Old Gas For New Climate

Scientists uncover ancient gas samples and gain understanding of future climate change

Trapped Gas Bubbles

Ice sample with ancient gas bubbles.NSF

We all know the climate is changing. But just how complicated is that process and how many factors are involved in creating this planate-wide problem? To partly answer that question, scientists have gone back nearly 90,000 years to examine Antarctic ice core samples, or, more specifically, the gas they contain. Their findings demonstrate the complex interplay between different geological players that contribute to climate changes and trends. The report implies that global warming, carbon dioxide levels, and ocean currents are not individual influencers on climate change but rather intertwined with each other. Knowing how these factors interacted many millennia ago will hopefully help scientists better understand climate change today and possibly predict future trends.

Jinho Ahn and Edward Brook of Oregon State University executed the study with support form the National Science Foundation and their report was published in the journal Science. The team essentially crushed the frozen bubbles encased in their 390 ice core samples—carefully, of course, some were almost 90,000 years old—to release some truly old gas. Researchers then measured the carbon dioxide levels in each sample and compared the numbers with climate data from the icy north (Antarctica and Greenland), and with ocean sediments from the south (Chile and the Iberian Peninsula). With all of these pieces of data at hand, they knew the CO2 levels, the temperature, and how fast or slow the ocean currents were moving in both the North Atlantic and the Southern Ocean. What they found can be boiled down to this: Increased CO2 levels equaled a hotter Earth and reduced circulation of ocean currents in the North Atlantic. In the Southern Ocean as well, it appeared that CO2 levels increased while ocean currents weakened.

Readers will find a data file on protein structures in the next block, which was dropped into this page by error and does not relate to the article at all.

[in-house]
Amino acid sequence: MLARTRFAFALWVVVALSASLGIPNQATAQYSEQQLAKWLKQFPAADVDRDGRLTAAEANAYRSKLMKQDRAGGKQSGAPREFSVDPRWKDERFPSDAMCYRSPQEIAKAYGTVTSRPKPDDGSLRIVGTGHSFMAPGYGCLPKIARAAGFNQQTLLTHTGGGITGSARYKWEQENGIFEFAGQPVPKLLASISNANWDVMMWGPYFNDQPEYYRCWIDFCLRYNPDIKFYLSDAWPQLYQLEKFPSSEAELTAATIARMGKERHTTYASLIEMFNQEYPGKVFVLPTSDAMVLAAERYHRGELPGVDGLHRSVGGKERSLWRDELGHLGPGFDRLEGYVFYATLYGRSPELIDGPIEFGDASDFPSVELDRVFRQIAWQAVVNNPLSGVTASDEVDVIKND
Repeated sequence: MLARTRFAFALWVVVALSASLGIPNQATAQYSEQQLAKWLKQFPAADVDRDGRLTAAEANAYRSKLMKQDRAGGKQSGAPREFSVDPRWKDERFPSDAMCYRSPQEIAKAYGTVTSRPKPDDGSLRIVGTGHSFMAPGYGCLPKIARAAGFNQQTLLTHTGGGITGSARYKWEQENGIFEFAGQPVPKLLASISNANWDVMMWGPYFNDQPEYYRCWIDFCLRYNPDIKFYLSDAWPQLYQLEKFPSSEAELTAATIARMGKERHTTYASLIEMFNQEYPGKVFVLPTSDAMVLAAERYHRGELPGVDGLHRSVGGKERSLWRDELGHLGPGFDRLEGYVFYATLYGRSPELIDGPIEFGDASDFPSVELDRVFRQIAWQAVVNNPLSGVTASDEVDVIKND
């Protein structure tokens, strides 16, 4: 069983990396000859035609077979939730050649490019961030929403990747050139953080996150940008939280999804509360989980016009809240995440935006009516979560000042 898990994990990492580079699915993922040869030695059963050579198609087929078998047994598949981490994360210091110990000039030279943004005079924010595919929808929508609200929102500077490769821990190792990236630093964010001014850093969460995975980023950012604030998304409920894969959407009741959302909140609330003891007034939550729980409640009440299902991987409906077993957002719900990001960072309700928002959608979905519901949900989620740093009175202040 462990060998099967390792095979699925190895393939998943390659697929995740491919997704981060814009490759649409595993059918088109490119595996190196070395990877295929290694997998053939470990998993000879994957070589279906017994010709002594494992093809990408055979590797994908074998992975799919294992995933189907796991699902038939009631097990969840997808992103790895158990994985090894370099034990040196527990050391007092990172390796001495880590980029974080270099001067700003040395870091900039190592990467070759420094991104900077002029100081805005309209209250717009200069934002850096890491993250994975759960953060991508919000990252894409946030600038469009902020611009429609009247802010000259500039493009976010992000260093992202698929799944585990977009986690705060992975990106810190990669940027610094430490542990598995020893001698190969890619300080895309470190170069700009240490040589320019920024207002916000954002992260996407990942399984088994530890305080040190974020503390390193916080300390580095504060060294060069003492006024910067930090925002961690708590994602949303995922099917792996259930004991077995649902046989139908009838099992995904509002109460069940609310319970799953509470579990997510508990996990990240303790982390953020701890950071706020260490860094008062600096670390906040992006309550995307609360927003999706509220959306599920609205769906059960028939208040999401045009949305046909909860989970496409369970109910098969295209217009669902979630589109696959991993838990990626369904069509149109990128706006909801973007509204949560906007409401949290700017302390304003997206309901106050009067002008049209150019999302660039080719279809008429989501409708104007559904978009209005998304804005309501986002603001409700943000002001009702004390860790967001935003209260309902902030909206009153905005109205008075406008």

These gas measurements provide a snapshot of carbon dioxide levels and ocean currents between 20,000 and 90,000 years ago. CO2 levels now are far higher. Does this mean that we can soon look forward to sunbathing off the coast of Antarctica without fear of riptides? Probably not. While one future scenario is that global warming continues to lead to changes in ocean currents, which releases more CO2 into the atmosphere, which in turn creates an even warmer climate, the very fact that CO2 levels are so much higher now could change this interconnected relationship leading to as yet unknown results. Next up for Ahn and Brook is releasing more gas from a new ice core to create a higher resolution snap shot in hopes of learning more about the mutual influences of these factors and in so doing, provide more insight into our present and our future.